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African Mahogany split across grain

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Forum topic by jwils218 posted 02-24-2018 03:10 AM 789 views 0 times favorited 19 replies Add to Favorites Watch
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jwils218

22 posts in 278 days


02-24-2018 03:10 AM

I’m currently building a shower bench for a man with Friedreich’s ataxia, which is a disease that affects the nervous system. He can’t walk and needs a way to take a shower by himself, but doesn’t want the house to look like a hospital, so he wanted it made out of wood. It’s also fairly temporary because it’s a very progressive disease and he’s not going to have a choice in a few years, he’ll have to have assistance taking a shower. As I was jointing one face of a board, I noticed a tiny fracture going across the grain. I barely put any pressure at all on it, and it opened up. A little bit more pressure and the whole thing split across the grain. The board that I had had a slight bow in it. I’ve never had this happen to me before, so I was wondering if anyone here has any idea what happened. I’ll attach some pictures in just a minute. They’re on my phone and I’m typing this on my computer. Obviously I’m pretty pissed off, because this wood was not cheap, and I’d hate to have to refund the client her money and tell her I’m unable to do it because I don’t trust the only hardwood lumber yard that’s in my area anymore. Thanks.


19 replies so far

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jwils218

22 posts in 278 days


#1 posted 02-24-2018 03:17 AM

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Aj2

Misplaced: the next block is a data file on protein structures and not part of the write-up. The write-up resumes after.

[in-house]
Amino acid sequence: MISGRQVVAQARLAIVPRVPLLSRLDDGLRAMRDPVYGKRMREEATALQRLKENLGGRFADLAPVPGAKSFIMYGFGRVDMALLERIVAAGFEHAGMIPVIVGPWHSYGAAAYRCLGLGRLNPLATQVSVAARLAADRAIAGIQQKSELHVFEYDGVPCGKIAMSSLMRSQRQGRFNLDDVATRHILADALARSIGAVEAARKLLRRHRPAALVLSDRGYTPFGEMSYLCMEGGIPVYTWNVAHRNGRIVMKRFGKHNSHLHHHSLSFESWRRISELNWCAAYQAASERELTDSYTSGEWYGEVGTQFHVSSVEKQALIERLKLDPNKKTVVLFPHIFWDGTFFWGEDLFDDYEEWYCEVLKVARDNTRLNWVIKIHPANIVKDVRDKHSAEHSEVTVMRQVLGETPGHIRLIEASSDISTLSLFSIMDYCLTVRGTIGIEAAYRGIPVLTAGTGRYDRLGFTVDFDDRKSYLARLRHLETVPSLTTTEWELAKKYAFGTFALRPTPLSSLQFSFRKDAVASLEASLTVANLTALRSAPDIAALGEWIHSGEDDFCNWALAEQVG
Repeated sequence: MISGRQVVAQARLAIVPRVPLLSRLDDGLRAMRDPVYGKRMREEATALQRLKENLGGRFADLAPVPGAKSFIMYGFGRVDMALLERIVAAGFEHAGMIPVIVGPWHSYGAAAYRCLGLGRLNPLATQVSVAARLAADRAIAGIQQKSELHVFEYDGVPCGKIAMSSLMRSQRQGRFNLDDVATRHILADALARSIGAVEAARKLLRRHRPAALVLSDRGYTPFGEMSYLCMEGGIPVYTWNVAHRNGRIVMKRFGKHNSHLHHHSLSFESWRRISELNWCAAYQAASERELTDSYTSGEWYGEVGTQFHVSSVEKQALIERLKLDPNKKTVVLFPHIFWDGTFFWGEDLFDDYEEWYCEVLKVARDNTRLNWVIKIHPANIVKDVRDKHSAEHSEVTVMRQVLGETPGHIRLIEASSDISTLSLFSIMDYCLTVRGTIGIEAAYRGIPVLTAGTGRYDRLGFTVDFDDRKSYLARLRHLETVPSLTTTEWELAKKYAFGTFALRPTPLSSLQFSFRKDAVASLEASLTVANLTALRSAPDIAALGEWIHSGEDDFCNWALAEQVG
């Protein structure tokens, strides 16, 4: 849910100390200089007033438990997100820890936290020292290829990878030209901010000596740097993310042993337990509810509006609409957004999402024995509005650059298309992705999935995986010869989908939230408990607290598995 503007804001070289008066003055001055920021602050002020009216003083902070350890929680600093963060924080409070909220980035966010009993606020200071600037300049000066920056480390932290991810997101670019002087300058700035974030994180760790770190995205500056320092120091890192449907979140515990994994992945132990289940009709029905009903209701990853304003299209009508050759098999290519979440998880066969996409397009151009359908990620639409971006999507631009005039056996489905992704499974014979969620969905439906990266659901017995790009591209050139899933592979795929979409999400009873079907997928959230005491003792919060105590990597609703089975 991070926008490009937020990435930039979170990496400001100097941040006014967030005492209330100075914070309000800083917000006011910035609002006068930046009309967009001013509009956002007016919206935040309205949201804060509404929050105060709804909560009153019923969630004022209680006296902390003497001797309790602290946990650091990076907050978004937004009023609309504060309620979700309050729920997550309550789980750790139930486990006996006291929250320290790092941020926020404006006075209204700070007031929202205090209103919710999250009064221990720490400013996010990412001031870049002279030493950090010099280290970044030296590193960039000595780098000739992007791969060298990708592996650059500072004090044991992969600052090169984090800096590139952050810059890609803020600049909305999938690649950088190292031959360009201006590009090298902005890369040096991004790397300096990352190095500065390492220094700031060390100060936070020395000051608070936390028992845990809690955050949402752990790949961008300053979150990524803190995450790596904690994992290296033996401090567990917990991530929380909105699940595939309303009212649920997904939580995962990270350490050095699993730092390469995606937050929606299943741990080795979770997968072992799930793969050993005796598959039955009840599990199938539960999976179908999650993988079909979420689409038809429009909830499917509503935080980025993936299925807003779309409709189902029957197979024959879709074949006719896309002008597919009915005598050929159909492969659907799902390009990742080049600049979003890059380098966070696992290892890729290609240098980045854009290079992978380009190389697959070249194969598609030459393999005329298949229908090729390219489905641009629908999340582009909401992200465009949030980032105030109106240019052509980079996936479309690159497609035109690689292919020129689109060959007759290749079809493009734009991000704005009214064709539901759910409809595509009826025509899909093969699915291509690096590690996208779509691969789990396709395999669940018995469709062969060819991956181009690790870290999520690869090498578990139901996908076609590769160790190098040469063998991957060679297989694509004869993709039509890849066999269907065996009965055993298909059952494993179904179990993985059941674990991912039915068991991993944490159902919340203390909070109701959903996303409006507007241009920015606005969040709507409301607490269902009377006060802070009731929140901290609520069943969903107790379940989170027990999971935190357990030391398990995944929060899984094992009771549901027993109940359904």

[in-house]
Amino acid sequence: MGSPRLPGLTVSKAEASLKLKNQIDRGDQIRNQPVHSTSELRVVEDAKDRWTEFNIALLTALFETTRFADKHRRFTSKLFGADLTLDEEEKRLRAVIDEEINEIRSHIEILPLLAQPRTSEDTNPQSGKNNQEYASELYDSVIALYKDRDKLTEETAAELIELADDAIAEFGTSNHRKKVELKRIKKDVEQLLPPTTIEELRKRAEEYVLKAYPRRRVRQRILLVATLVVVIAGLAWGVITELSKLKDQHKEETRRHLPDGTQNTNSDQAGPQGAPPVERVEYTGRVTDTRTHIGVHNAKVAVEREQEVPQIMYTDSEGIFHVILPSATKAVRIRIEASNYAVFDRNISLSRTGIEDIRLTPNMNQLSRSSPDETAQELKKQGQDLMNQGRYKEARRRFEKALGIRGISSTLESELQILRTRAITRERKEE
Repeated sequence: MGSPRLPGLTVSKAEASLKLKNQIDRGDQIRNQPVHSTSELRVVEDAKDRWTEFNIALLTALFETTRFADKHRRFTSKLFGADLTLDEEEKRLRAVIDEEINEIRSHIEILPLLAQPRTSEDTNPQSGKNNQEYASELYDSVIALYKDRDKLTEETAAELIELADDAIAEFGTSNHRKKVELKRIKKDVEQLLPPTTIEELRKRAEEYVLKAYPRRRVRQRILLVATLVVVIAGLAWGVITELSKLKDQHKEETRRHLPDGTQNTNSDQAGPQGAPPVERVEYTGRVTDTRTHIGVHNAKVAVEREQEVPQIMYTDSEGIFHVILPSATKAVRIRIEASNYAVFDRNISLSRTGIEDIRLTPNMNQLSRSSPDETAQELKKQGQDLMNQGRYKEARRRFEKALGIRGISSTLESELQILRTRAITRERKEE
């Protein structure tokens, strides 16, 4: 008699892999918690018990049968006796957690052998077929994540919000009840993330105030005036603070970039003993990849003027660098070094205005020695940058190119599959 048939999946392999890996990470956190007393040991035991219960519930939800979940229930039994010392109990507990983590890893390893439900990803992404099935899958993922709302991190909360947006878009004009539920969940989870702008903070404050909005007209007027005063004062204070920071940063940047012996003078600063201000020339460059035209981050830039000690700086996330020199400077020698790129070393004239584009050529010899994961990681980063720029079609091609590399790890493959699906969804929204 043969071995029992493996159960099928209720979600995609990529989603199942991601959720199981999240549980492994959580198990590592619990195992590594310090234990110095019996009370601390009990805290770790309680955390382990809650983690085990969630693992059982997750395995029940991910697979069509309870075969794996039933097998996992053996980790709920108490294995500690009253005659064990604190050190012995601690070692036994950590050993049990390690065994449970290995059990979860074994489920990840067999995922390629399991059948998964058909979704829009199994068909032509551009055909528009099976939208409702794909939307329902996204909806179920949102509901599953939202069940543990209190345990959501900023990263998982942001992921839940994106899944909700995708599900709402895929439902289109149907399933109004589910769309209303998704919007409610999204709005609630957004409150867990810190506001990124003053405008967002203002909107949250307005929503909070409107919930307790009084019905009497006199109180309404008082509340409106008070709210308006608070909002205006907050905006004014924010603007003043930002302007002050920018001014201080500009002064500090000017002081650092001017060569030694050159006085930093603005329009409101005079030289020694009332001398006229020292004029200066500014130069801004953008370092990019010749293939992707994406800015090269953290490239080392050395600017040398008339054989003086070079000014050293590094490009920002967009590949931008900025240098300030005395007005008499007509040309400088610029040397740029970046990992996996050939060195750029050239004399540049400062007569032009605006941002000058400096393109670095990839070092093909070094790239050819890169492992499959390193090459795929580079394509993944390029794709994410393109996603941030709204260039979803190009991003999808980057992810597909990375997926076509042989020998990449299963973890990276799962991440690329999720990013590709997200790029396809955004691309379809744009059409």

1658 posts in 1915 days


#2 posted 02-24-2018 03:29 AM

Take it back to the lumber yard. That’s stuff happens sometimes and it’s no ones fault. It could have happened when the tree was felled or any number of ways before you found it. So just get another board and don’t freak out. It’s just a temporary set back.

-- Aj

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jwils218

22 posts in 278 days


#3 posted 02-24-2018 03:34 AM

Telling me not to freak out when I don’t know what’s going on is like telling grass not to be green lol. I have been known to overreact at times haha. I have bought loads of wood from them and never had this problem, so you’re probably right. Plus it was rough sawn, so I guess there was not way of knowing until it got cleaned up. Thanks for the reply. Of course, if they just say, “It’s not our wood anymore, so it’s not our problem,” then they just lost a regular customer. Everyone there knows be by name now lol.

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Firewood

440 posts in 1752 days


#4 posted 02-24-2018 03:43 AM